Monday, December 2, 2013

2013 in Shit: Carrie

Carrie was the sort of movie that saw me catching myself, repeatedly, laughing at my own apophenia. It is the sort of film that begs to be read in what I generally refer to using the shorthand of the Coen Brothers as exemplars, that particular American "cycles of violence" genre that Let the Right One In did better than anything else I am aware of, but which each Coen Brothers film pushes. As a genre, the identifying tropes usually run as so: disparate social subjects grouped with tenuous connection to each other; a tendency to be exclusively interested in the present (diegetically speaking) above all else; relatively complex, but still primarily causal, character relations, primarily viewed through the spread of violence from one group (often institutional, like a police force or an elementary school) that resolves in an individual whose goal is to demystify these complex chains by pinning them to an individual subject (which is why the Coens do so love cops); relatedly, a broad visual arc beginning with a sort of landscape-oriented cinematography and transitioning slowly (although often with a certain ecstatic instant marking the total transition, as in the Fargo woodchipper scene) to portraiture.

If Carrie is this sort of movie, it is one that lacks a Frances McDormand or a Tommy Lee Jones. It's a cycles of violence movie with neither center nor sublation, an impossible knot with no sword at hand. Or maybe it's more a Solomon, in keeping with the new introductory scene (compared to de Palma's version, at least; I haven't read King's); all sides are equally valid, everyone is deeply fucked with and even more deeply fucked up, so the infant has to meet the scissors, face first.

When I say that Carrie is a really enjoyable movie I don't mean that it doesn't engage in some deeply fucked up shit; only that it moves well to the beat it establishes, and knows things like when Julianne Moore can do Piper Laurie and when she's better off doing her own thing, or that the new kid shouldn't even try to do a Travolta, or how to bring personal communications technology in without relying too heavily on the sorts of thematics that would make it useless. And it is utterly confident that you won't give the slightest fuck about its fantastical aspects, to the point where a screamed infodump is a weirdly pleasant little bizarre alienating effect. It is, unfortunately, less confident in where Spacek ends and Moretz begins; she does a good job (and, given that she played Abby in Let Me In, seems destined to be the leading lady of every "not quite a 'cycles of violence'" film, which are, anyway, much better than those which they aren't) and the increased attention to her powers (and also to how much she enjoys them) feels right for this actress, but otherwise it's a bit second-order.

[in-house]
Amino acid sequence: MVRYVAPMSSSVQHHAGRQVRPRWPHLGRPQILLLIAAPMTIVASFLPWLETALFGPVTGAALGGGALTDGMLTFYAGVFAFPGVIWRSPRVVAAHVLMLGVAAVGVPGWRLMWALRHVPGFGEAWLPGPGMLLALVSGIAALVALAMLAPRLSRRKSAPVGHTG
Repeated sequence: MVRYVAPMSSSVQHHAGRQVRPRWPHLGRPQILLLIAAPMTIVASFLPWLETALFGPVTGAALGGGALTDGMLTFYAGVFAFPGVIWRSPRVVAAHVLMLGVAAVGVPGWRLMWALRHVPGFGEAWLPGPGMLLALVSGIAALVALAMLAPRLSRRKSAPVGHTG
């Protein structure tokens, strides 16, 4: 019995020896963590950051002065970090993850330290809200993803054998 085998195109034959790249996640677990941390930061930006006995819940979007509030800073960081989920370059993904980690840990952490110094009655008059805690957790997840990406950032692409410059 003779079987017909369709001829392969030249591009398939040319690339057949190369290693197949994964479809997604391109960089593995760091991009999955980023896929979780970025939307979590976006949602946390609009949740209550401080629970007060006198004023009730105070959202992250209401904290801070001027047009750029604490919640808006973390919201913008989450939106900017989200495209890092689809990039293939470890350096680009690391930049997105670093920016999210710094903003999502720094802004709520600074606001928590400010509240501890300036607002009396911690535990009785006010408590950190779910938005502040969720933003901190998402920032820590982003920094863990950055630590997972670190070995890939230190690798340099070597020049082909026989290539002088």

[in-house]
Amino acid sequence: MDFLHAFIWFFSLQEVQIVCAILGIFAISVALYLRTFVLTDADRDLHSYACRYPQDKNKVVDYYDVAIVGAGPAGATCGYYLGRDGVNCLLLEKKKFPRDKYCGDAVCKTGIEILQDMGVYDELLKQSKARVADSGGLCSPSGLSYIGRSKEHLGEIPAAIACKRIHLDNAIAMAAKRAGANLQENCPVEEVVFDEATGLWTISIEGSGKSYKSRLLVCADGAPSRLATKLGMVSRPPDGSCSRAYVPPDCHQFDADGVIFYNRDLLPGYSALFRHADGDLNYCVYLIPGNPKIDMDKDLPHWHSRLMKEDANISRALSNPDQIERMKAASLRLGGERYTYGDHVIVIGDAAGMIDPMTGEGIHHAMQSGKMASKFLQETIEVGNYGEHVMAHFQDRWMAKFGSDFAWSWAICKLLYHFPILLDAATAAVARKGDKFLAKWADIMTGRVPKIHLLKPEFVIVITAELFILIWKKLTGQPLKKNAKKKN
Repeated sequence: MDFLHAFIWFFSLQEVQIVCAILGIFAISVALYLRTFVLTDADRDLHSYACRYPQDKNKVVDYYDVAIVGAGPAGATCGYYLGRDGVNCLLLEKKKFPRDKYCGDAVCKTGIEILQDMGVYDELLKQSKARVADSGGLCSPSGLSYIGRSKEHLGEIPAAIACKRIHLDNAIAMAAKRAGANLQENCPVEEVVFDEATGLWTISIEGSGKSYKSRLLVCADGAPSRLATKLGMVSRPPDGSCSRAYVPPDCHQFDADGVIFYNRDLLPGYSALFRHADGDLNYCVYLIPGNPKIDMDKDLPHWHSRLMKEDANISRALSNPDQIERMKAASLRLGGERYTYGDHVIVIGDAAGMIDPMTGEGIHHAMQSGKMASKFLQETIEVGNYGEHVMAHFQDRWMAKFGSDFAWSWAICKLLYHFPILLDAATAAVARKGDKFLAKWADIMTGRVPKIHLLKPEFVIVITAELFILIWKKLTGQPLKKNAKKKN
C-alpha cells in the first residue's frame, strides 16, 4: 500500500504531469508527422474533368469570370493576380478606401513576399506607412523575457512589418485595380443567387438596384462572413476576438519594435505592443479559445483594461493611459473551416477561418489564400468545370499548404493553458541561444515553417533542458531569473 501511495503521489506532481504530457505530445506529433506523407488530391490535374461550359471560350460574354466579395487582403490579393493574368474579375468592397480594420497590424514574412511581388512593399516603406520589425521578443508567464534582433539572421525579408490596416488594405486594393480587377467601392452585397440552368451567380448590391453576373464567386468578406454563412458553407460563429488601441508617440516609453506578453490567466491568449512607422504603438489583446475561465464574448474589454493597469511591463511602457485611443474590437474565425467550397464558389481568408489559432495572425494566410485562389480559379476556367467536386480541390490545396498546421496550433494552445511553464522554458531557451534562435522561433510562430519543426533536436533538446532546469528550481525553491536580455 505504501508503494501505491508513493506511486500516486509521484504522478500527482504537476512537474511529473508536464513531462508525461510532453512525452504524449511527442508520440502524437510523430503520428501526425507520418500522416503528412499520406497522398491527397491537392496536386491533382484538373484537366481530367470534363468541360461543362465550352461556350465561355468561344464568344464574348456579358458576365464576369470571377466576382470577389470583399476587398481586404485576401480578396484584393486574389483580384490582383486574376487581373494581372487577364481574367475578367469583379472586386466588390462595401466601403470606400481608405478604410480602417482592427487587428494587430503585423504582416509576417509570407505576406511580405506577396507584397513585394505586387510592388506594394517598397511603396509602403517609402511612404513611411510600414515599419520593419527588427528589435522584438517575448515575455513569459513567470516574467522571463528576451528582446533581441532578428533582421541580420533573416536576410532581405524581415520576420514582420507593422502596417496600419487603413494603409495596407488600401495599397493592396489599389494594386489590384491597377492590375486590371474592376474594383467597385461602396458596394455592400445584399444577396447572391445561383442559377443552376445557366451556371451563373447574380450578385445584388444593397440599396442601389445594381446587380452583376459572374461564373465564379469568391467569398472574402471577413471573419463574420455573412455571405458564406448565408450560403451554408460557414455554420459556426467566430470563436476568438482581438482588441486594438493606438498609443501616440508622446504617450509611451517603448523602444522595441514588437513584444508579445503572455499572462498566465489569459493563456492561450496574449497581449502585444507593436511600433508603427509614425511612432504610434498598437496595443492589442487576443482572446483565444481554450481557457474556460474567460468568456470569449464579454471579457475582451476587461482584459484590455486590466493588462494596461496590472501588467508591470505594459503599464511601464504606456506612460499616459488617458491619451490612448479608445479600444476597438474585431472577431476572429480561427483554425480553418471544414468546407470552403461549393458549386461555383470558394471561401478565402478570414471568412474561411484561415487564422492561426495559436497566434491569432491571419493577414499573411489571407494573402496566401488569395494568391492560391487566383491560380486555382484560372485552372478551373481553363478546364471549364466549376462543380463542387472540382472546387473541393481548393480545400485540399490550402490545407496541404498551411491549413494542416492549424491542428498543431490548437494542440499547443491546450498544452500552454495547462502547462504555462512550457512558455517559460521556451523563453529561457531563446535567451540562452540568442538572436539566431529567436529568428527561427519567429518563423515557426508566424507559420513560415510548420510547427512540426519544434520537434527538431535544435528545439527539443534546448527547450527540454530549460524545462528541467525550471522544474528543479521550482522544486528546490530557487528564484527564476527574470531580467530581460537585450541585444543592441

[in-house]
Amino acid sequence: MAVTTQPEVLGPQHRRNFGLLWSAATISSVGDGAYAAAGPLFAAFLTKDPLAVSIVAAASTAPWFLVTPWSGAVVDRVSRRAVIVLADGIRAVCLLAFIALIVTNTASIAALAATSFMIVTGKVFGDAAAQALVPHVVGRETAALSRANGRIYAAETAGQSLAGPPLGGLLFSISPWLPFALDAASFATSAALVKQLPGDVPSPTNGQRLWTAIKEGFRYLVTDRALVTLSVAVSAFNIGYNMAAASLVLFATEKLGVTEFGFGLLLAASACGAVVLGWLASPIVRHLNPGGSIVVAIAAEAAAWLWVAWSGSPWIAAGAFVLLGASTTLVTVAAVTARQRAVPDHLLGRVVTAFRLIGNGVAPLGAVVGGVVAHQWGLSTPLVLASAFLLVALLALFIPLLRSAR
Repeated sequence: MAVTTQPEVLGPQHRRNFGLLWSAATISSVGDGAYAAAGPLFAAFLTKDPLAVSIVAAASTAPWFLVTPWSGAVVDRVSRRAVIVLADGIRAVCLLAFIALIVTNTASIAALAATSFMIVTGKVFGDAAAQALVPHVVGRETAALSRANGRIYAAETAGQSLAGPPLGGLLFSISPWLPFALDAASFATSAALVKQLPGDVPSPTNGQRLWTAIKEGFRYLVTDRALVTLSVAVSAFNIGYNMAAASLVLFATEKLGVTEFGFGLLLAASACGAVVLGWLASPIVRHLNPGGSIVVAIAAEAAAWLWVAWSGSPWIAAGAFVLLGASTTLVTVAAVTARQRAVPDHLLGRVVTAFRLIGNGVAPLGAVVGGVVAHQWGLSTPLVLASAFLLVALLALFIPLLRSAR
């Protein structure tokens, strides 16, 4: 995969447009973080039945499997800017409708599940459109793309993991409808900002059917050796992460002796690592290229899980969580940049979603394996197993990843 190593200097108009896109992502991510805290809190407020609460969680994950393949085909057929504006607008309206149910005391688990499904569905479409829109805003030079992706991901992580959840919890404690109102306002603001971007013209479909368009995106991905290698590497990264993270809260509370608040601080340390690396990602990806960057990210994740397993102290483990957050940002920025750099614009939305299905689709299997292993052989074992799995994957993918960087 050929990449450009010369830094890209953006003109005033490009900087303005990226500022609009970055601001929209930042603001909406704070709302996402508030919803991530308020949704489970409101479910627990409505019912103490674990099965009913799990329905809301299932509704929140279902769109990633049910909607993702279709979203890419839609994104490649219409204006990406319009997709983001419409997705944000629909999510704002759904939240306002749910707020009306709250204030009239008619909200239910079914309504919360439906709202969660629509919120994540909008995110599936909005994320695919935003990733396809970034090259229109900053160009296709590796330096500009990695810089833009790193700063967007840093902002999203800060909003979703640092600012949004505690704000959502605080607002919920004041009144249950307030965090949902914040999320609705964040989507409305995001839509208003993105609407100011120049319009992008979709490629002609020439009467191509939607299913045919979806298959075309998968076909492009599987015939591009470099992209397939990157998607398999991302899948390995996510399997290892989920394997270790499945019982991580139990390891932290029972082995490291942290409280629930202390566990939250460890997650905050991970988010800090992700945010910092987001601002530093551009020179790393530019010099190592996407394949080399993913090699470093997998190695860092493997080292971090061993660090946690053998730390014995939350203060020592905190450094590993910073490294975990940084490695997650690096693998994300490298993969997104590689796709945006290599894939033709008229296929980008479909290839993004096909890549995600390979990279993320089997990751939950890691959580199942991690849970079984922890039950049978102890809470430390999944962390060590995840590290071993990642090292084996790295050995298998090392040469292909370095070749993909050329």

I'm also not saying that the remake soft sells any of the original film's misanthropy; a Carrie film in which anyone is even remotely sympathetic would, I suspect, be a deeply shitty Carrie film. It is a story in which really shitty things happen to people, and their reactions are uniformly a mixture of obscured power dynamics and self-aggrandizement, dialed up just one or two notches too high. It's all "be careful for what you wish" fulfillment, and Peirce's rectifying of de Palma's lack of ability to show just how cruelly pleasant being able to enter into that dynamic is for Carrie is maybe the single most important revision that this version offers. I seem to recall that some reviewers were less than pleased with the way Carrie orchestrates (one of them even compared it to a superhero movie, as I recall, which is exciting) the deaths at prom rather than their being indiscriminate outbursts of rage, to which I say, ha. As though the way that de Palma’s camera overwhelmed that scene had nothing to do with the perception and was only style for style’s sake? Why even learn to pull movies apart if you refuse to put them back together, I mean honestly. As though de Palma’s hyper-stylistic representation of the prom was anything but a very well choreographed, superhero-like sadism to begin with. And while I admit that I prefer that sadism done with unnecessary split screens and quickening circle tracking shots, I can’t say I was at all disappointed that Peirce finally gave that sadism to Carrie to enjoy, after she’d been denied it for so long.

I do mean, on some level, that it is a much less striking film than de Palma's, and not just because there's no awkward splitscreen that somehow manages to be totally out of place and perfectly resonant; the whole thing is paced to the story (at least insofar as the story is the simmering destruction of each character with a speaking role) instead of the mood or the themes, and so its brisk, well-lit falling and rising move in a cinematic idiom that is much more similar to the thriller or the blockbuster than the pseudo-arthouse horror. Pleasant doesn't (necessarily) mean (aesthetically) toothless, but, yeah, there's some closeness there.

Which is to say that this is a movie whose misanthropy is presented in a slick, not-too-stylized fashion, which I suspect is a great crime to many but seemed to me perfectly coherent and productive of a reimagining of the core story which, while continuing to deny the obvious moralizing core metaphor (menstruation is scary), manages to provoke certain questions of violence and desire and their entanglement in calcified institutions. Or, rather, to embed them in the movement of a representation that orients itself, both in terms of marketing and clearly in terms of construction, as the iteration of an earlier representation, which itself had little concern for the ways that violence moves through communities but offered that possibility, and which this movie brought slightly more to the surface.

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